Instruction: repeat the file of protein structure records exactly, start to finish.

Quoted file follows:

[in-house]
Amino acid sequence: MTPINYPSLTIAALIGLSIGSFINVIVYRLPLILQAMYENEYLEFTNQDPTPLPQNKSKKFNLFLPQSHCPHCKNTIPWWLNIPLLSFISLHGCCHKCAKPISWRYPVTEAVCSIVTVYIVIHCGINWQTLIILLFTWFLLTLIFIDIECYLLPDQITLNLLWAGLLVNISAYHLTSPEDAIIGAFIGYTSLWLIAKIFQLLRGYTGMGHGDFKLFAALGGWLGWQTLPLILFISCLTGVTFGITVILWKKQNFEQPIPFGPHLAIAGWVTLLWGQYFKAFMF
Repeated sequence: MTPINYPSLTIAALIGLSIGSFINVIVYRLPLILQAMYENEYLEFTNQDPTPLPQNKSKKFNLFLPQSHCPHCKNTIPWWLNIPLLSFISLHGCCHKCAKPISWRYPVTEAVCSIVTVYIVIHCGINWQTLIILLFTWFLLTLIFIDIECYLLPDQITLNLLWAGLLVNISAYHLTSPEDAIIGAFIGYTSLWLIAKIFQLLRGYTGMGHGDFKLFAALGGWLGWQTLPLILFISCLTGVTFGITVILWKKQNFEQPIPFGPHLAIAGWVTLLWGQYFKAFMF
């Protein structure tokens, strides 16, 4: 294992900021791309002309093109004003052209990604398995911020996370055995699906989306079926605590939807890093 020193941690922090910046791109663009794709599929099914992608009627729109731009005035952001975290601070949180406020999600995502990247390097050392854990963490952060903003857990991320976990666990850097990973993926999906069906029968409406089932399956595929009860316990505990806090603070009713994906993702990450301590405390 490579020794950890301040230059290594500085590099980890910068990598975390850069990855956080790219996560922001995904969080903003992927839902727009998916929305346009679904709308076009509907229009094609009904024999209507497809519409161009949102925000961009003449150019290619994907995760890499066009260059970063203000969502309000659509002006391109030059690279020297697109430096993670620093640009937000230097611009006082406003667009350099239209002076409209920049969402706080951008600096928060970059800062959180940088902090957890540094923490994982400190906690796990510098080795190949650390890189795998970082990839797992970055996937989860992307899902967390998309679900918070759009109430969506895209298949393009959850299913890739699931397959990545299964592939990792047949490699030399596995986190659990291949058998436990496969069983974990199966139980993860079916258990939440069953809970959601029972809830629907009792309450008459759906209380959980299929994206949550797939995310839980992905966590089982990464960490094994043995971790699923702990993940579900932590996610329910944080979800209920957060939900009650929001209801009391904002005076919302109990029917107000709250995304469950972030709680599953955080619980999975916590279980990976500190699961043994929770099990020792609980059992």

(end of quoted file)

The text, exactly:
[in-house]
Amino acid sequence: MTPINYPSLTIAALIGLSIGSFINVIVYRLPLILQAMYENEYLEFTNQDPTPLPQNKSKKFNLFLPQSHCPHCKNTIPWWLNIPLLSFISLHGCCHKCAKPISWRYPVTEAVCSIVTVYIVIHCGINWQTLIILLFTWFLLTLIFIDIECYLLPDQITLNLLWAGLLVNISAYHLTSPEDAIIGAFIGYTSLWLIAKIFQLLRGYTGMGHGDFKLFAALGGWLGWQTLPLILFISCLTGVTFGITVILWKKQNFEQPIPFGPHLAIAGWVTLLWGQYFKAFMF
Repeated sequence: MTPINYPSLTIAALIGLSIGSFINVIVYRLPLILQAMYENEYLEFTNQDPTPLPQNKSKKFNLFLPQSHCPHCKNTIPWWLNIPLLSFISLHGCCHKCAKPISWRYPVTEAVCSIVTVYIVIHCGINWQTLIILLFTWFLLTLIFIDIECYLLPDQITLNLLWAGLLVNISAYHLTSPEDAIIGAFIGYTSLWLIAKIFQLLRGYTGMGHGDFKLFAALGGWLGWQTLPLILFISCLTGVTFGITVILWKKQNFEQPIPFGPHLAIAGWVTLLWGQYFKAFMF
């Protein structure tokens, strides 16, 4: 294992900021791309002309093109004003052209990604398995911020996370055995699906989306079926605590939807890093 020193941690922090910046791109663009794709599929099914992608009627729109731009005035952001975290601070949180406020999600995502990247390097050392854990963490952060903003857990991320976990666990850097990973993926999906069906029968409406089932399956595929009860316990505990806090603070009713994906993702990450301590405390 490579020794950890301040230059290594500085590099980890910068990598975390850069990855956080790219996560922001995904969080903003992927839902727009998916929305346009679904709308076009509907229009094609009904024999209507497809519409161009949102925000961009003449150019290619994907995760890499066009260059970063203000969502309000659509002006391109030059690279020297697109430096993670620093640009937000230097611009006082406003667009350099239209002076409209920049969402706080951008600096928060970059800062959180940088902090957890540094923490994982400190906690796990510098080795190949650390890189795998970082990839797992970055996937989860992307899902967390998309679900918070759009109430969506895209298949393009959850299913890739699931397959990545299964592939990792047949490699030399596995986190659990291949058998436990496969069983974990199966139980993860079916258990939440069953809970959601029972809830629907009792309450008459759906209380959980299929994206949550797939995310839980992905966590089982990464960490094994043995971790699923702990993940579900932590996610329910944080979800209920957060939900009650929001209801009391904002005076919302109990029917107000709250995304469950972030709680599953955080619980999975916590279980990976500190699961043994929770099990020792609980059992």